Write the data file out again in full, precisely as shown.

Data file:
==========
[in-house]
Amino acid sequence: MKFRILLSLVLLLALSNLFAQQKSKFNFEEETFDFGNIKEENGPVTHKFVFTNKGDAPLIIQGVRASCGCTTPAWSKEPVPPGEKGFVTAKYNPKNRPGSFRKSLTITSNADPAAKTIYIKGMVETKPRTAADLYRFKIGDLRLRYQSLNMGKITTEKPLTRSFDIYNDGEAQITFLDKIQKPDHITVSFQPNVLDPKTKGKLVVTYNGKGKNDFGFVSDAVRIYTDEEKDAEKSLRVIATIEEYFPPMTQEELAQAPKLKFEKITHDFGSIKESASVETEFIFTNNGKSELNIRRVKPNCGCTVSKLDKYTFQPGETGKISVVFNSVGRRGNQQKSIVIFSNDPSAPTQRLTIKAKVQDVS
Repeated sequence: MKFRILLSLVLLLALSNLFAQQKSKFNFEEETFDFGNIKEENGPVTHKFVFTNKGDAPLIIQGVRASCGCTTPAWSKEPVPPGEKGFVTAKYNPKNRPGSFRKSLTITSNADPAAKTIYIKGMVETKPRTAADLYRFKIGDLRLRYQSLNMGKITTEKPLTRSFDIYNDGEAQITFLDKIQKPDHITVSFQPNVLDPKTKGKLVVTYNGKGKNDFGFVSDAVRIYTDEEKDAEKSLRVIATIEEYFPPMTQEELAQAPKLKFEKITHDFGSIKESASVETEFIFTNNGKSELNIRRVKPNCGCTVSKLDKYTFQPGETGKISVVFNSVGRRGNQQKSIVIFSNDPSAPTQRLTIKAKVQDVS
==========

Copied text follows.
[in-house]
Amino acid sequence: MKFRILLSLVLLLALSNLFAQQKSKFNFEEETFDFGNIKEENGPVTHKFVFTNKGDAPLIIQGVRASCGCTTPAWSKEPVPPGEKGFVTAKYNPKNRPGSFRKSLTITSNADPAAKTIYIKGMVETKPRTAADLYRFKIGDLRLRYQSLNMGKITTEKPLTRSFDIYNDGEAQITFLDKIQKPDHITVSFQPNVLDPKTKGKLVVTYNGKGKNDFGFVSDAVRIYTDEEKDAEKSLRVIATIEEYFPPMTQEELAQAPKLKFEKITHDFGSIKESASVETEFIFTNNGKSELNIRRVKPNCGCTVSKLDKYTFQPGETGKISVVFNSVGRRGNQQKSIVIFSNDPSAPTQRLTIKAKVQDVS
Repeated sequence: MKFRILLSLVLLLALSNLFAQQKSKFNFEEETFDFGNIKEENGPVTHKFVFTNKGDAPLIIQGVRASCGCTTPAWSKEPVPPGEKGFVTAKYNPKNRPGSFRKSLTITSNADPAAKTIYIKGMVETKPRTAADLYRFKIGDLRLRYQSLNMGKITTEKPLTRSFDIYNDGEAQITFLDKIQKPDHITVSFQPNVLDPKTKGKLVVTYNGKGKNDFGFVSDAVRIYTDEEKDAEKSLRVIATIEEYFPPMTQEELAQAPKLKFEKITHDFGSIKESASVETEFIFTNNGKSELNIRRVKPNCGCTVSKLDKYTFQPGETGKISVVFNSVGRRGNQQKSIVIFSNDPSAPTQRLTIKAKVQDVS